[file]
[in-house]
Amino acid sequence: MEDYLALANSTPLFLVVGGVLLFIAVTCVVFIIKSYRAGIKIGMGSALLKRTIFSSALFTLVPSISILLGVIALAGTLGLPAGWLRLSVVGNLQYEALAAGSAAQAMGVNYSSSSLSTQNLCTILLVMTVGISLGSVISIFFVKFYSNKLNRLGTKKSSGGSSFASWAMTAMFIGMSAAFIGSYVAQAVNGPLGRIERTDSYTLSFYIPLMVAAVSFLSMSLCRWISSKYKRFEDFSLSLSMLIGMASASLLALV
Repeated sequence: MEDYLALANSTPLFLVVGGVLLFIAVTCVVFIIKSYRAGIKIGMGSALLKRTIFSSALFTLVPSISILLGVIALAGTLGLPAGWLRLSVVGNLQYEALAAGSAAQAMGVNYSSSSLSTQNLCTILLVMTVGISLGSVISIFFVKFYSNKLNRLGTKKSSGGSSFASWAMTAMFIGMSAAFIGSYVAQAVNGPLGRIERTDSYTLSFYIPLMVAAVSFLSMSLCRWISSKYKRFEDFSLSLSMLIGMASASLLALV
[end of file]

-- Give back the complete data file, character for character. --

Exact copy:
[in-house]
Amino acid sequence: MEDYLALANSTPLFLVVGGVLLFIAVTCVVFIIKSYRAGIKIGMGSALLKRTIFSSALFTLVPSISILLGVIALAGTLGLPAGWLRLSVVGNLQYEALAAGSAAQAMGVNYSSSSLSTQNLCTILLVMTVGISLGSVISIFFVKFYSNKLNRLGTKKSSGGSSFASWAMTAMFIGMSAAFIGSYVAQAVNGPLGRIERTDSYTLSFYIPLMVAAVSFLSMSLCRWISSKYKRFEDFSLSLSMLIGMASASLLALV
Repeated sequence: MEDYLALANSTPLFLVVGGVLLFIAVTCVVFIIKSYRAGIKIGMGSALLKRTIFSSALFTLVPSISILLGVIALAGTLGLPAGWLRLSVVGNLQYEALAAGSAAQAMGVNYSSSSLSTQNLCTILLVMTVGISLGSVISIFFVKFYSNKLNRLGTKKSSGGSSFASWAMTAMFIGMSAAFIGSYVAQAVNGPLGRIERTDSYTLSFYIPLMVAAVSFLSMSLCRWISSKYKRFEDFSLSLSMLIGMASASLLALV